6 and Older

"The Princess Diaries 2: Royal Engagement" (G). Overlong, overstuffed, more retro, less fun sequel to likable first "Princess Diaries" (G, 2001), this time with Princess Mia (charming Anne Hathaway), a college grad, back at her Euro-mini-kingdom, being groomed to take the throne when grandmother (Julie Andrews) retires; Mia must marry or give up the crown, so she agrees to an arranged match, while falling for the handsome nephew (Chris Pine) of a scheming viscount (John Rhys-Davies). A 12-year-old boy asks Mia to let him blow in her ear; she chastely cuddles all night with a fellow.

8 and Older

"Superbabies: Baby Geniuses 2" (PG). Awful sequel to awful 1999 comedy (also PG) based on premise that babies are hip intellectuals using a secret language (special effects make baby lips form words) when adults look away; Jon Voight schemes to rule world as Naziesque head of a kids' TV network; babies at day-care center save the day, led by Peter Pan-type hero Kahuna. Slapstick and lame martial arts mayhem; villain talks of snatching orphans; flashback of boy at dying father's side.

PG-13s

"Anacondas: The Hunt for the Blood Orchid." Not all that scary, but kinda fun adventure follows scientists in search of rare orchid with anti-aging properties in Borneo jungles; computer-generated but convincing giant anacondas soon thin their numbers. Huge snake jaws rear up lightning-fast, but killings are mostly off-camera and implied using little gore; human and snake corpses, skeletons; muted human violence; mild sexual innuendo; rare profanity. Not for reptile or insect phobics.

"Danny Deckchair." Cliched but likable Australian comedy about underachieving dreamer (Rhys Ifans), aware that his girlfriend (Justine Clarke) is straying while his life drifts; he attaches heavy-duty balloons to a lawn chair as a prank and accidentally floats away from Sydney, landing in a remote village where he finds paradise (with Miranda Otto), at first. Rare profanity; sexual innuendo; gently implied sexual situations; drinking.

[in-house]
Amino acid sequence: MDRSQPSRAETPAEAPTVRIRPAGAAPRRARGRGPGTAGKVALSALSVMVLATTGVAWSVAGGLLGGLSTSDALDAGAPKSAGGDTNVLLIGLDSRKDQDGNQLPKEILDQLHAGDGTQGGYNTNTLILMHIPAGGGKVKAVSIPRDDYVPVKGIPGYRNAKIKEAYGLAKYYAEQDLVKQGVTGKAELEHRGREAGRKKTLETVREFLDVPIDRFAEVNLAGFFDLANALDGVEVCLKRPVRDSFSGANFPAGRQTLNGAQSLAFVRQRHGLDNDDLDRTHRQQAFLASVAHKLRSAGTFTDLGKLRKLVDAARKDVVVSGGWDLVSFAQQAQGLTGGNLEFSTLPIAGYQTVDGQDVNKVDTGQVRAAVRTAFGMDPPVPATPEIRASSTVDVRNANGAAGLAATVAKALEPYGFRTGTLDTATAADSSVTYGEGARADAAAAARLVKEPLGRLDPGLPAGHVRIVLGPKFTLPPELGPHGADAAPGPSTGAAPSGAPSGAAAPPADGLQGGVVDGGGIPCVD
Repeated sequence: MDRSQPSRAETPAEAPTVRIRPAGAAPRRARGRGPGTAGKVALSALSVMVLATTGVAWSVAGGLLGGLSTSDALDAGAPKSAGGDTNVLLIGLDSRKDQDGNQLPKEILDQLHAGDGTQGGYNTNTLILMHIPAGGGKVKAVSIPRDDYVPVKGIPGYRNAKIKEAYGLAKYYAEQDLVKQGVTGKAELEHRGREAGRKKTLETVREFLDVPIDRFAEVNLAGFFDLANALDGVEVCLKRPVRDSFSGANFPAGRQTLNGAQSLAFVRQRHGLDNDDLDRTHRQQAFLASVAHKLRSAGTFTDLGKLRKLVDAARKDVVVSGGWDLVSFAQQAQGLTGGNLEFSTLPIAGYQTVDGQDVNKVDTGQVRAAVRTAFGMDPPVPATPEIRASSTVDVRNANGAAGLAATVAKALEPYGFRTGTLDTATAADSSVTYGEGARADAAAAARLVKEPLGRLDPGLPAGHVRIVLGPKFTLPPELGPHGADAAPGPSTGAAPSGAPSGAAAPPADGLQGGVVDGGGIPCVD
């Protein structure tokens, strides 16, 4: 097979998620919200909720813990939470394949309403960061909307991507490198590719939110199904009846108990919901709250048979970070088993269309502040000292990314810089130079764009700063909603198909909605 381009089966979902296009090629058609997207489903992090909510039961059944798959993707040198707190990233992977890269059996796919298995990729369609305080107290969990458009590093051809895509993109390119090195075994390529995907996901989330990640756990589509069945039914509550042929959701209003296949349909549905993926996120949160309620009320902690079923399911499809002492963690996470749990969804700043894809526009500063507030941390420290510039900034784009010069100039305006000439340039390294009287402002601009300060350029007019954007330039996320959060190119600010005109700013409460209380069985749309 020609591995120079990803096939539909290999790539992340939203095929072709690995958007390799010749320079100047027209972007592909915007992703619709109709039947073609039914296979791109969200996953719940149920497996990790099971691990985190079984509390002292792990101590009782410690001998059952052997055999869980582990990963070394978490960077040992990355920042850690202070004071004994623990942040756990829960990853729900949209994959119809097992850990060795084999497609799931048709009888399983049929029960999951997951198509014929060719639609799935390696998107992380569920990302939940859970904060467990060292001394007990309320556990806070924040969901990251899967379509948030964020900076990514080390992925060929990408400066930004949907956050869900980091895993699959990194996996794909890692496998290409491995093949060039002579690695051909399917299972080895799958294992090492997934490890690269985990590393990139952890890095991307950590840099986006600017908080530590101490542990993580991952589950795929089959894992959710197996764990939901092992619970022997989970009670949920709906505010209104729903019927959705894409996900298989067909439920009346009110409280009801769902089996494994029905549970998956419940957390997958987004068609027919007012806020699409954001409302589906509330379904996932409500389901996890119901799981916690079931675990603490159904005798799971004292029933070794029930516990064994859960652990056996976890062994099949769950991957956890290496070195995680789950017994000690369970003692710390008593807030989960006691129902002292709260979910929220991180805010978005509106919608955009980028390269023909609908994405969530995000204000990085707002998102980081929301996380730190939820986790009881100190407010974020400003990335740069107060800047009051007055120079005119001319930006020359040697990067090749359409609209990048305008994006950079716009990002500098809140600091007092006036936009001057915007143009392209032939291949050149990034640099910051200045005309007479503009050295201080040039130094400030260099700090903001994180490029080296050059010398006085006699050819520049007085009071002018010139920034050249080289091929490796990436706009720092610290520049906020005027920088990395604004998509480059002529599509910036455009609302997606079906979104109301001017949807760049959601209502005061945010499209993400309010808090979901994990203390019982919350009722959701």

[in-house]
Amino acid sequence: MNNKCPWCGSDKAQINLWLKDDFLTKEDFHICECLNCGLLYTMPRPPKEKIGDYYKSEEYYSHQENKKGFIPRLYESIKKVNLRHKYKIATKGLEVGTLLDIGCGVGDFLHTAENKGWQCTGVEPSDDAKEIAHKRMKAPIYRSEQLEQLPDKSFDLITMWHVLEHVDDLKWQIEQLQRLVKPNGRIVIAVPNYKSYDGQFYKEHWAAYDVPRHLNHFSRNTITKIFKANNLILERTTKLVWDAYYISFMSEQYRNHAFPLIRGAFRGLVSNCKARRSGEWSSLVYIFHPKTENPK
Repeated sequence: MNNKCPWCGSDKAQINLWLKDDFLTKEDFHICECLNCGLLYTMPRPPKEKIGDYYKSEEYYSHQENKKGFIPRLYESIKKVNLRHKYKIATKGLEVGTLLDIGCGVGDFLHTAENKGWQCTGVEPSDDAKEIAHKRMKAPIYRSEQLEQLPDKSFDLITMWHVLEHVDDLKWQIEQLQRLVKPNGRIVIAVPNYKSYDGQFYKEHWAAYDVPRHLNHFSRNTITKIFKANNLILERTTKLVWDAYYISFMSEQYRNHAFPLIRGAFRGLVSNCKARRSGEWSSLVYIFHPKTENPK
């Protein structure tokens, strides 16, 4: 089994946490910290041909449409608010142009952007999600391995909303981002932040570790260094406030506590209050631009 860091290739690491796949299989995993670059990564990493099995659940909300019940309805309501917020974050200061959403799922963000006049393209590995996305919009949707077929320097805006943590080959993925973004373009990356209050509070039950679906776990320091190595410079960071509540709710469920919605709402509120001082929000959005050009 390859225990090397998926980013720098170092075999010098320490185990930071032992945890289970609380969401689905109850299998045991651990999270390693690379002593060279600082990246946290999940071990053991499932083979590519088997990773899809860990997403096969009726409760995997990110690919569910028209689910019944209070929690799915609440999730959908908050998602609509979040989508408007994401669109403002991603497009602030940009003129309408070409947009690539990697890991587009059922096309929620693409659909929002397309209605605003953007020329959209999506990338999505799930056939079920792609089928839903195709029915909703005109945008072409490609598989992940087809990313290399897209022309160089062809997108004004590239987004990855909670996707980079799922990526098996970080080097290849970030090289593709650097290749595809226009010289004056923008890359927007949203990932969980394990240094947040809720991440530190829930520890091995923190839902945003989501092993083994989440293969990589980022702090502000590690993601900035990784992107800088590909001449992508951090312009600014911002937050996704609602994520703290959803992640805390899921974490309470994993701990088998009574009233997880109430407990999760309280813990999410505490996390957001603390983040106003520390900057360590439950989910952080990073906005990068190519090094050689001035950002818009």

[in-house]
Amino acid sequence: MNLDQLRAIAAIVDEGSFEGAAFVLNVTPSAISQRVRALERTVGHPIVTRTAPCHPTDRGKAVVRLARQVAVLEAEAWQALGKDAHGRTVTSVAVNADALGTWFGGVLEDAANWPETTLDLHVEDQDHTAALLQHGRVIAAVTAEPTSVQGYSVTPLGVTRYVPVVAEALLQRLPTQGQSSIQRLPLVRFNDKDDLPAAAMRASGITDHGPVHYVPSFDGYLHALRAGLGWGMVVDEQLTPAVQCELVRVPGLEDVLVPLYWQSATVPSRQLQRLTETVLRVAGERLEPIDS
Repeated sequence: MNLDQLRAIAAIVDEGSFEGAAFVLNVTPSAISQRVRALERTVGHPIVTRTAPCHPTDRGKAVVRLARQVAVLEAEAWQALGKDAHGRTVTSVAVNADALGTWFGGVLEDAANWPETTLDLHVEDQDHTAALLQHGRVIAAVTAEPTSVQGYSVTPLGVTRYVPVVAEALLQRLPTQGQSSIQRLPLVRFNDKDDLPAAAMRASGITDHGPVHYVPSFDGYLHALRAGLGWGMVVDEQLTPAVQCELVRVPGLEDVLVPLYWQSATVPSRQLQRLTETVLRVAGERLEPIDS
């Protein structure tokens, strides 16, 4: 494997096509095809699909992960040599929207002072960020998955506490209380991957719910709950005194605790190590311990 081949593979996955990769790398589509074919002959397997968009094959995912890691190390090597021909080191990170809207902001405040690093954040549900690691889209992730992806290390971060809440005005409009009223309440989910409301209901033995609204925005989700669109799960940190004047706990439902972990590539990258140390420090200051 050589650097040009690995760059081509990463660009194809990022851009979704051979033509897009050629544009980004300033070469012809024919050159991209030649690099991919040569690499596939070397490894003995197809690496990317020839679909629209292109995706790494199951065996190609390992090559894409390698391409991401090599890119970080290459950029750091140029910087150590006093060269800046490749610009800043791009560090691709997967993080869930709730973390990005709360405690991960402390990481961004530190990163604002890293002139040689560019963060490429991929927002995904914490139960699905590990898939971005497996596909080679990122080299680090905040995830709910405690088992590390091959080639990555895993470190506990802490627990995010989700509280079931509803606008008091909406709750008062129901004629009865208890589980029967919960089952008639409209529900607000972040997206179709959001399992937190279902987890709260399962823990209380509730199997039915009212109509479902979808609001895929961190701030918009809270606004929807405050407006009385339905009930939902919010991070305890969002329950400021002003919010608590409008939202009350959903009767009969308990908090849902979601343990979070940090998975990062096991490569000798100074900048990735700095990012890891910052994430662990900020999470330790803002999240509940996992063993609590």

"Hero." Beautiful, mythic, if somewhat confusing tale about birth of first Chinese dynasty 2,000 years ago, told with balletic, treetop-skimming martial arts, amazing swordplay and little blood, though strongly implied lethal wounds; Jet Li as anonymous lawman who tells king (Chen Daoming) how he stopped three would-be assassins; as he tells it, the story changes. Mildly implied sexual situation. In Mandarin with English subtitles.

R's

"Mean Creek." Strong, well-acted teen tragedy limits its audience with overly profane, sexualized language; Rory Culkin as bullied middle-schooler whose teen brother (Trevor Morgan) plans a prank to teach the kid (Josh Peck) who has been harassing him; it turns disastrous, forcing the kids into major moral choices. Crude, explicit sexual language, homophobic slurs; profanity; muted violence; graphic description of parent's suicide; kids smoke pot, cigarettes, drink beer while driving; boy exposes himself -- camera shows only his backside. High schoolers.

"Exorcist: The Beginning." Bloody, violent, but oddly gripping prequel imagines earlier life of exorcist-priest Father Merrin (Stellan Skarsgard); embittered by World War II, he has left priesthood, but is asked to visit ancient church near an African village; he senses a demonic presence, saves a possessed child (Remy Sweeney). Disturbing, graphic images of Gestapo officer shooting children; boys attacked by hyenas, mutilated in tribal rituals; suicides; stillborn baby covered in maggots; soldiers and villagers in massacre; explicit sexual language, profanity; racial slurs. 17 and older.